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Manifest Manhood and the Antebellum American Empire (Hardback)
  • Manifest Manhood and the Antebellum American Empire (Hardback)
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Manifest Manhood and the Antebellum American Empire (Hardback)

(author)
£54.00
Hardback 342 Pages / Published: 06/06/2005
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The US-Mexico War (1846-8) brought two centuries of dramatic territorial expansionism to a close, seemingly fulfilling America's Manifest destiny. Or did it? As politicians schemed to annex new lands in Latin America and the Pacific, some Americans took expansionism into their own hands. From 1848-60, an epidemic of unsanctioned attacks by American mercenaries (filibusters) took place. This book documents the potency of Manifest destiny in the antebellum era, and situates imperial lust in the context of social and economic transformations that were changing the meaning of manhood and womanhood in the US. Easy victory over Mexico in 1848 led many American men to embrace both an aggressive vision of expansionism and an equally martial vision of manhood. Debates about the propriety of aggression abroad polarized the public at home, shaping antebellum Presidential elections, foreign policies, gender relations, and ultimately the failure of sectional compromise before the Civil War.

Publisher: Cambridge University Press
ISBN: 9780521840965
Number of pages: 342
Weight: 670 g
Dimensions: 229 x 152 x 22 mm


MEDIA REVIEWS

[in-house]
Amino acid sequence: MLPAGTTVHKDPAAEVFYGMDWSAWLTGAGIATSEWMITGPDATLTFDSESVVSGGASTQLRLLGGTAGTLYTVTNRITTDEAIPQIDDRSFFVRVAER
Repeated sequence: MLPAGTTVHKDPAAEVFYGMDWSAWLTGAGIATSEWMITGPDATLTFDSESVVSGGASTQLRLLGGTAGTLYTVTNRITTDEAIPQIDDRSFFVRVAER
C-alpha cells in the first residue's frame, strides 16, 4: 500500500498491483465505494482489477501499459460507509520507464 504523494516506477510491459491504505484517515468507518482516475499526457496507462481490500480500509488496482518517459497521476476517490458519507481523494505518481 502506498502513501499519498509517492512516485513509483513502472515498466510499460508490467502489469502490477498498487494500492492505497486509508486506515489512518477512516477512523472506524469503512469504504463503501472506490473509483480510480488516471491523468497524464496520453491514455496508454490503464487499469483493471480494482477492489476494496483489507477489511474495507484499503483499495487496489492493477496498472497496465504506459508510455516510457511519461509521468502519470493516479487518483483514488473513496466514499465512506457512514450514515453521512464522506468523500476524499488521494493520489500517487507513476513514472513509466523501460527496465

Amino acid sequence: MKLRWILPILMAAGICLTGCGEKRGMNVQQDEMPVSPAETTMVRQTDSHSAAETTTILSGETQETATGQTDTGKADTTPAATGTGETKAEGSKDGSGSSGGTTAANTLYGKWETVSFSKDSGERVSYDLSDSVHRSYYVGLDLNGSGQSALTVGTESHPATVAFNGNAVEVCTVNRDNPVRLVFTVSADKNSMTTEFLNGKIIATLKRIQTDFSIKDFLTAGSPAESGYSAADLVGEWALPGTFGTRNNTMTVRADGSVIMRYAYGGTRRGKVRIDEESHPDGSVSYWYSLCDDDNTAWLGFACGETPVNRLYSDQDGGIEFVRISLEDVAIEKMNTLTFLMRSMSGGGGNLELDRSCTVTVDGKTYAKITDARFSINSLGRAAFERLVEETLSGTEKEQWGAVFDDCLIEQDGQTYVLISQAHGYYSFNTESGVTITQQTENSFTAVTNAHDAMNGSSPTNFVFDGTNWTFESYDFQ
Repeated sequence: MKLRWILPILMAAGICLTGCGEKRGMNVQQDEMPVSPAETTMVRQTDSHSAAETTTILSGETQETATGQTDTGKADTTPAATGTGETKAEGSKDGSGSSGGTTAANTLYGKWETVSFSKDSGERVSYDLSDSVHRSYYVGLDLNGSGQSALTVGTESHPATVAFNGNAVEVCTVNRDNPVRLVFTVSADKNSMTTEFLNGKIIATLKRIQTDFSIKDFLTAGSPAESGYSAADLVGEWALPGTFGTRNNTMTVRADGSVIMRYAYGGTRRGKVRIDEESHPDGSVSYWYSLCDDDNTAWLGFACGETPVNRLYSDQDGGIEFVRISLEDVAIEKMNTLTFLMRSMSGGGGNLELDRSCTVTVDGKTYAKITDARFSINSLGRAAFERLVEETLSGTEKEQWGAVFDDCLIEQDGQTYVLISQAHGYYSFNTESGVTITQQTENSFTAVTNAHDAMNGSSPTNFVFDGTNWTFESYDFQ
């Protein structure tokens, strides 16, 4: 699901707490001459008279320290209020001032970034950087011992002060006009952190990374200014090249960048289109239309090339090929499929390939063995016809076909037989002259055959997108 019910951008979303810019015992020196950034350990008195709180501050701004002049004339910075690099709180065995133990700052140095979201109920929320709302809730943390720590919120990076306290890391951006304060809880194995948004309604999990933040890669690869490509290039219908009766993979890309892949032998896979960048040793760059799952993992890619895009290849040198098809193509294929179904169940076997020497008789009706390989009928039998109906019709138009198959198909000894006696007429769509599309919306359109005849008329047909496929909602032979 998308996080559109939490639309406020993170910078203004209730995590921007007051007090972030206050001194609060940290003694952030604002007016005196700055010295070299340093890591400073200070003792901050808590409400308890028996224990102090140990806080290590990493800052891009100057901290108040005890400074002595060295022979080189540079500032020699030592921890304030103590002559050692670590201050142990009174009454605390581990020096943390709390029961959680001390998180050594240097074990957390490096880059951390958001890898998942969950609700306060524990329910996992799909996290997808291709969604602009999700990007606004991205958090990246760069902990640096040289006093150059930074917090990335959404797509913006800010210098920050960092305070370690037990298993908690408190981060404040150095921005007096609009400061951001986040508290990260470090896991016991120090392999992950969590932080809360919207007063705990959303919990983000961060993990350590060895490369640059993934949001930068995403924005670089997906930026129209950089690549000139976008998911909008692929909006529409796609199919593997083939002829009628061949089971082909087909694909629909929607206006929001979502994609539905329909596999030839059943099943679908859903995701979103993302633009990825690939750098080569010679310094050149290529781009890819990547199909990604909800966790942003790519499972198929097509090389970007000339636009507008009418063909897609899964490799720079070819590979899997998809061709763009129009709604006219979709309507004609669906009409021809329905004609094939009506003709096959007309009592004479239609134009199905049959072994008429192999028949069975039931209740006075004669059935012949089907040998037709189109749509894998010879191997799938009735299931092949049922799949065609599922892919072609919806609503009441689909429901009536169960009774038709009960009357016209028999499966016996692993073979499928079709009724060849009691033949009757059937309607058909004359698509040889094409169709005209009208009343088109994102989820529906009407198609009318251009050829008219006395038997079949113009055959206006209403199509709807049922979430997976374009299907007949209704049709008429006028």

"Amy Greenberg's fascinating account casts new light on Manifest Destiny expansionism by showing how martial conceptions of manhood animated the enthusiasm for territorial annexation in the 1850s. Filibustering, she finds, stemmed not only from economic and political ambitions but from widespread male desires for adventure and romance. Although more restrained visions of manhood also influenced expansionist ambitions, particularly in Hawaii, Greenberg demonstrates that aggressive conceptions of manhood shaped foreign relations long before Theodore Roosevelt rallied the Rough Riders." -Kristin Hoganson, University of Illinois, Urbana-Champaign
"In this thoughtfully constructed and informative book, Greenberg develops a highly original thesis about American territorial expansionism and destroys the common wisdom that Manifest Destiny was in its death throes by the Civil War. Providing the most penetrating analysis, to date, of filibustering's ramifications for U.S. culture, Greenberg convincingly highlights the significance of gendered images, arguments, and ambitions within imperialist and anti-imperialist discourse alike. This book, in engaging prose richly informed by theory but refreshingly free of jargon, makes use of a treasure of source material, especially travel accounts and magazine pieces and convincingly illuminates hitherto unexplored connections between filibustering abroad and urban life at home, while also connecting U.S. military aggression against Latin America with America's imperial record in the Pacific. This is an insightful and provocative take on nineteenth-century American aggression overseas that has implications for the nation's modern plight abroad." -Robert May, Purdue University
"This work is a gender study of American expansionism during the period from 1848 to 1860." -Antonio Rafael de la Cova, The Register of the Kentucky Historical Society
"...a fine book that will be useful in many contexts." -Mark Jaede, Journal of the Early Republic

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